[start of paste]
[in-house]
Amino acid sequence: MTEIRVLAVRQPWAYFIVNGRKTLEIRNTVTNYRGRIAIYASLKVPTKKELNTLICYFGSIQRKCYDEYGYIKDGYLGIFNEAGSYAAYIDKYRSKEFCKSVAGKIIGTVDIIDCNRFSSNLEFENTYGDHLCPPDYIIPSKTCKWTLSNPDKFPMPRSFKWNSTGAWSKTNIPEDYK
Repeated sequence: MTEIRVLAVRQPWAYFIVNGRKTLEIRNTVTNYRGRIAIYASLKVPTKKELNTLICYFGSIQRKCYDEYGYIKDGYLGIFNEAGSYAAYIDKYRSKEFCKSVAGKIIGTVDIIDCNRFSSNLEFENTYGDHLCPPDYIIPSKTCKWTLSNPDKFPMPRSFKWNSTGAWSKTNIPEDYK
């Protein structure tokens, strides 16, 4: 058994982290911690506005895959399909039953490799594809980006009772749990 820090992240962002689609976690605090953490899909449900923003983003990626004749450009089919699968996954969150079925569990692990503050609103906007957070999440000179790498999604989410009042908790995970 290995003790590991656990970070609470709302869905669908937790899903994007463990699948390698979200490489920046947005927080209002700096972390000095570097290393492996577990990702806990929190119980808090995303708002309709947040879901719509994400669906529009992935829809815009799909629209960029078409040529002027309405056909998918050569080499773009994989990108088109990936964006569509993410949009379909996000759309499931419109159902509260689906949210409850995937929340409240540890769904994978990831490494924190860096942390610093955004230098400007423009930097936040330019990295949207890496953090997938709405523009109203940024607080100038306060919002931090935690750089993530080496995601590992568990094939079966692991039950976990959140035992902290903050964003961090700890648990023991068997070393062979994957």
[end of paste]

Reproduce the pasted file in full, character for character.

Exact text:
[in-house]
Amino acid sequence: MTEIRVLAVRQPWAYFIVNGRKTLEIRNTVTNYRGRIAIYASLKVPTKKELNTLICYFGSIQRKCYDEYGYIKDGYLGIFNEAGSYAAYIDKYRSKEFCKSVAGKIIGTVDIIDCNRFSSNLEFENTYGDHLCPPDYIIPSKTCKWTLSNPDKFPMPRSFKWNSTGAWSKTNIPEDYK
Repeated sequence: MTEIRVLAVRQPWAYFIVNGRKTLEIRNTVTNYRGRIAIYASLKVPTKKELNTLICYFGSIQRKCYDEYGYIKDGYLGIFNEAGSYAAYIDKYRSKEFCKSVAGKIIGTVDIIDCNRFSSNLEFENTYGDHLCPPDYIIPSKTCKWTLSNPDKFPMPRSFKWNSTGAWSKTNIPEDYK
């Protein structure tokens, strides 16, 4: 058994982290911690506005895959399909039953490799594809980006009772749990 820090992240962002689609976690605090953490899909449900923003983003990626004749450009089919699968996954969150079925569990692990503050609103906007957070999440000179790498999604989410009042908790995970 290995003790590991656990970070609470709302869905669908937790899903994007463990699948390698979200490489920046947005927080209002700096972390000095570097290393492996577990990702806990929190119980808090995303708002309709947040879901719509994400669906529009992935829809815009799909629209960029078409040529002027309405056909998918050569080499773009994989990108088109990936964006569509993410949009379909996000759309499931419109159902509260689906949210409850995937929340409240540890769904994978990831490494924190860096942390610093955004230098400007423009930097936040330019990295949207890496953090997938709405523009109203940024607080100038306060919002931090935690750089993530080496995601590992568990094939079966692991039950976990959140035992902290903050964003961090700890648990023991068997070393062979994957």